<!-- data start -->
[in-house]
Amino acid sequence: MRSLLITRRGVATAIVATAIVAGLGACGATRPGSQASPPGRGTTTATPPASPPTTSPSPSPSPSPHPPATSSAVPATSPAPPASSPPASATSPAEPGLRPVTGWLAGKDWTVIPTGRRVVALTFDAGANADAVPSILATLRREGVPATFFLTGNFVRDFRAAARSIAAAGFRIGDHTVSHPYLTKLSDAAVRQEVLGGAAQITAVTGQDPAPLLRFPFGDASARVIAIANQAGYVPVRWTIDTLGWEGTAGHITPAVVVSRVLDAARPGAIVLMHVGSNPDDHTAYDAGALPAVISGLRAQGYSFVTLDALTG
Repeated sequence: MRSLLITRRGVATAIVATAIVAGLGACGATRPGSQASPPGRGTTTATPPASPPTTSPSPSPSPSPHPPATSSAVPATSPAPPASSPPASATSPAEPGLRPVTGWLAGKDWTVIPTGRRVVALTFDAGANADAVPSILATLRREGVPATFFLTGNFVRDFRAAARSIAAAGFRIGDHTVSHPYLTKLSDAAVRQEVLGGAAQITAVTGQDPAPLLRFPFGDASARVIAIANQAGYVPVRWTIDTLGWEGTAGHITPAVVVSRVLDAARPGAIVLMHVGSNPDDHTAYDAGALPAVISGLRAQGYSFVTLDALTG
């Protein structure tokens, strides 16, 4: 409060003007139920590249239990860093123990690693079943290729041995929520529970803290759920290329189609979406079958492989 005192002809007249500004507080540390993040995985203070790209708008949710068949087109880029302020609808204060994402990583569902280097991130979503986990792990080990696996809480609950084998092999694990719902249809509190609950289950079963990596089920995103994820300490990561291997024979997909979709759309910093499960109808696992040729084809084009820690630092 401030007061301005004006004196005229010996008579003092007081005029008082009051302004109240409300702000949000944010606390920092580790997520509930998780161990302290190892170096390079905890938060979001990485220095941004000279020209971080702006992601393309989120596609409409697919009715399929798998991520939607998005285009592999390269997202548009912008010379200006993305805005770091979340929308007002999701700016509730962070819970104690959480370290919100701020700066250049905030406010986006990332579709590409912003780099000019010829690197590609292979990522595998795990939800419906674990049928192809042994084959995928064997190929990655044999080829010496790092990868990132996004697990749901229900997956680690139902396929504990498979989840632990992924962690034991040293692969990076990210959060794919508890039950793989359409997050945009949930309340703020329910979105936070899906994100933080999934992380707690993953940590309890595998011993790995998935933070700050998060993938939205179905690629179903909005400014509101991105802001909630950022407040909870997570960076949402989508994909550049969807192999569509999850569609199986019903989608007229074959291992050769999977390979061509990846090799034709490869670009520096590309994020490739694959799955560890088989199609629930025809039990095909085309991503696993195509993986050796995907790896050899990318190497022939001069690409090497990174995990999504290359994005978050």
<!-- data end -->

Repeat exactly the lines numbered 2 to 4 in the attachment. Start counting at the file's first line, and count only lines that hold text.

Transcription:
Amino acid sequence: MRSLLITRRGVATAIVATAIVAGLGACGATRPGSQASPPGRGTTTATPPASPPTTSPSPSPSPSPHPPATSSAVPATSPAPPASSPPASATSPAEPGLRPVTGWLAGKDWTVIPTGRRVVALTFDAGANADAVPSILATLRREGVPATFFLTGNFVRDFRAAARSIAAAGFRIGDHTVSHPYLTKLSDAAVRQEVLGGAAQITAVTGQDPAPLLRFPFGDASARVIAIANQAGYVPVRWTIDTLGWEGTAGHITPAVVVSRVLDAARPGAIVLMHVGSNPDDHTAYDAGALPAVISGLRAQGYSFVTLDALTG
Repeated sequence: MRSLLITRRGVATAIVATAIVAGLGACGATRPGSQASPPGRGTTTATPPASPPTTSPSPSPSPSPHPPATSSAVPATSPAPPASSPPASATSPAEPGLRPVTGWLAGKDWTVIPTGRRVVALTFDAGANADAVPSILATLRREGVPATFFLTGNFVRDFRAAARSIAAAGFRIGDHTVSHPYLTKLSDAAVRQEVLGGAAQITAVTGQDPAPLLRFPFGDASARVIAIANQAGYVPVRWTIDTLGWEGTAGHITPAVVVSRVLDAARPGAIVLMHVGSNPDDHTAYDAGALPAVISGLRAQGYSFVTLDALTG
């Protein structure tokens, strides 16, 4: 409060003007139920590249239990860093123990690693079943290729041995929520529970803290759920290329189609979406079958492989 005192002809007249500004507080540390993040995985203070790209708008949710068949087109880029302020609808204060994402990583569902280097991130979503986990792990080990696996809480609950084998092999694990719902249809509190609950289950079963990596089920995103994820300490990561291997024979997909979709759309910093499960109808696992040729084809084009820690630092 401030007061301005004006004196005229010996008579003092007081005029008082009051302004109240409300702000949000944010606390920092580790997520509930998780161990302290190892170096390079905890938060979001990485220095941004000279020209971080702006992601393309989120596609409409697919009715399929798998991520939607998005285009592999390269997202548009912008010379200006993305805005770091979340929308007002999701700016509730962070819970104690959480370290919100701020700066250049905030406010986006990332579709590409912003780099000019010829690197590609292979990522595998795990939800419906674990049928192809042994084959995928064997190929990655044999080829010496790092990868990132996004697990749901229900997956680690139902396929504990498979989840632990992924962690034991040293692969990076990210959060794919508890039950793989359409997050945009949930309340703020329910979105936070899906994100933080999934992380707690993953940590309890595998011993790995998935933070700050998060993938939205179905690629179903909005400014509101991105802001909630950022407040909870997570960076949402989508994909550049969807192999569509999850569609199986019903989608007229074959291992050769999977390979061509990846090799034709490869670009520096590309994020490739694959799955560890088989199609629930025809039990095909085309991503696993195509993986050796995907790896050899990318190497022939001069690409090497990174995990999504290359994005978050």